Yes, Jason, Where Are They?
A few days ago, my boss, Jason Pontin (and editor in chief of Technology Review) posted a blog about the Drake Equation. The post was interesting, and started (as this topic often does) a good discussion.
(Ed. note: The fact that it also prompted a rather humorous phone call from Jason about the response he’d received made me chuckle. You can’t talk about aliens without getting a huge response.)
So when I came across this article today – about the inherent issues with creating and sustaining life outside a laboratory – I thought it pertinent to post:
Professor David Catling at Bristol University, along with colleagues at the University of Washington and NASA, contend that significant oxygen in the air and oceans is essential for the evolution of multicellular organisms, and that on Earth the time required for oxygen levels to reach a point where animals could evolve was almost four billion years.
Since four billion years is almost half the anticipated life-time of our Sun, life on other planets orbiting short-lived suns may not have enough time to evolve into complex forms.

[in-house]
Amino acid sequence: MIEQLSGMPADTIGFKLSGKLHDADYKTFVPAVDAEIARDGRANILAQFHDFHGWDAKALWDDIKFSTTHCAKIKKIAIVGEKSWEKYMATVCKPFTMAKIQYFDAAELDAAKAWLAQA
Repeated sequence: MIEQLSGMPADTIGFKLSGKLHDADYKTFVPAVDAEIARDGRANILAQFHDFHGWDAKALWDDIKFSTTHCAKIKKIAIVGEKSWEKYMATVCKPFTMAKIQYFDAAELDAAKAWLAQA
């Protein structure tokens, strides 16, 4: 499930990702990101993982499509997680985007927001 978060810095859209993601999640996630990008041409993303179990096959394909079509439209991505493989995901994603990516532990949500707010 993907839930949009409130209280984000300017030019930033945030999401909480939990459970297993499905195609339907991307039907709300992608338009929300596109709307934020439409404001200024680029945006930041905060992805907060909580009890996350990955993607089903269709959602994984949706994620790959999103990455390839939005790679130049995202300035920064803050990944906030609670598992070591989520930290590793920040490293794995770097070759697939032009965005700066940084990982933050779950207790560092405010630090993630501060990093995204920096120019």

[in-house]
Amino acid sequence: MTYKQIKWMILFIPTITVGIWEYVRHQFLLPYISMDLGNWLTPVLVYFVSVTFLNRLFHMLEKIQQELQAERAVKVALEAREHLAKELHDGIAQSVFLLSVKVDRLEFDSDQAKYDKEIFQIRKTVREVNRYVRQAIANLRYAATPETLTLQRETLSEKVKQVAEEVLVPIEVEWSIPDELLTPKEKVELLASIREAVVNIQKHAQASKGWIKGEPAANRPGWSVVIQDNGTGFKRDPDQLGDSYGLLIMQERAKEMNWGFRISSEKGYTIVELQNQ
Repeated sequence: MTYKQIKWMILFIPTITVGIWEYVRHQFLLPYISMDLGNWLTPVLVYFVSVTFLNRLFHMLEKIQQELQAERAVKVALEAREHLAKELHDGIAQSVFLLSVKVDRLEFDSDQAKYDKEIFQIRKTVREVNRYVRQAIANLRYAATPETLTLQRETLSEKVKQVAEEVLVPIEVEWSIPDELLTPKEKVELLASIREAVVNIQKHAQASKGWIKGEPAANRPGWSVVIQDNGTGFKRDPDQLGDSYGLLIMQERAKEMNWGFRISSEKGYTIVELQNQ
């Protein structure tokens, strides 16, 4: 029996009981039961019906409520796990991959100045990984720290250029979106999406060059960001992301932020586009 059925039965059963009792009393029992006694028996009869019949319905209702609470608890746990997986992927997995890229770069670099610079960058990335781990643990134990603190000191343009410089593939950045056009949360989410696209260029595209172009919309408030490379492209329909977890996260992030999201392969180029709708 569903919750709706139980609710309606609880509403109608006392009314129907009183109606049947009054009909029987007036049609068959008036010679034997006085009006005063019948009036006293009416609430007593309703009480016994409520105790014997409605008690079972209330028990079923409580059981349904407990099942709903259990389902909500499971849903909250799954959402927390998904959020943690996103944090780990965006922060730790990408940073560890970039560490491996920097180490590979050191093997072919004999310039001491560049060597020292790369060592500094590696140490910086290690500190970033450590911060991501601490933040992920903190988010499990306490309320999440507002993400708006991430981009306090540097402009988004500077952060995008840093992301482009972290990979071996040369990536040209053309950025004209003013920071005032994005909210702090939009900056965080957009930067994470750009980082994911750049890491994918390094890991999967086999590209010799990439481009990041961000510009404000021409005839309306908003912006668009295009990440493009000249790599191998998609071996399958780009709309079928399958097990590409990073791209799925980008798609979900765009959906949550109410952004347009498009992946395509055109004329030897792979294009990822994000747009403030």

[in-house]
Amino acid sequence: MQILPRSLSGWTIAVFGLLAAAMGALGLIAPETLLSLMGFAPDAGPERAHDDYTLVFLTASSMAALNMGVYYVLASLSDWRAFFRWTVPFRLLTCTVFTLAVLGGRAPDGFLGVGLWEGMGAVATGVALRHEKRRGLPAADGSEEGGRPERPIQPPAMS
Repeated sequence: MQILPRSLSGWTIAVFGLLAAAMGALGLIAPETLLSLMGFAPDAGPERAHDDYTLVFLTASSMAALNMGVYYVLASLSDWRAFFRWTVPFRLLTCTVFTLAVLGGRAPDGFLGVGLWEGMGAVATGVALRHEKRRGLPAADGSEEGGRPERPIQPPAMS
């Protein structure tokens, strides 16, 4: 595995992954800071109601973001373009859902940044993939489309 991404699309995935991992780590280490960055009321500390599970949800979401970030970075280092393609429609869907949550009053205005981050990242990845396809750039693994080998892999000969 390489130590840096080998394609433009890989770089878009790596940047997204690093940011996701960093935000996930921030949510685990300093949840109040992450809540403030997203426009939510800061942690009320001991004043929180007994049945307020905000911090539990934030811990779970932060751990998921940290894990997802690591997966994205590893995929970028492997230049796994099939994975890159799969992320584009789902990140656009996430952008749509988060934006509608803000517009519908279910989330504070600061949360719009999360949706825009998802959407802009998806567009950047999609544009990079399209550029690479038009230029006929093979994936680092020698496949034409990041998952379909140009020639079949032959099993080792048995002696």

Within 15 minutes today, I’ve had two promising science-fiction themes blasted out of the water: no time travel and no aliens.
Of course, I realize these are just intellectual musings, and not necessarily definitive proof of anything. Even so, it’s still deflating to believe that there is even a remote possibility that we are, indeed, alone in the vast wasteland of space.
It must be, I can only surmise, a similar feeling to those who lose faith in God. After all, an epiphany that ‘we are all alone’ is not one that inspires.
Geoffrey Hinton tells us why he’s now scared of the tech he helped build
“I have suddenly switched my views on whether these things are going to be more intelligent than us.”
ChatGPT is going to change education, not destroy it
The narrative around cheating students doesn’t tell the whole story. Meet the teachers who think generative AI could actually make learning better.
Meet the people who use Notion to plan their whole lives
The workplace tool’s appeal extends far beyond organizing work projects. Many users find it’s just as useful for managing their free time.
Learning to code isn’t enough
Historically, learn-to-code efforts have provided opportunities for the few, but new efforts are aiming to be inclusive.
Get the latest updates from
MIT Technology Review
Discover special offers, top stories, upcoming events, and more.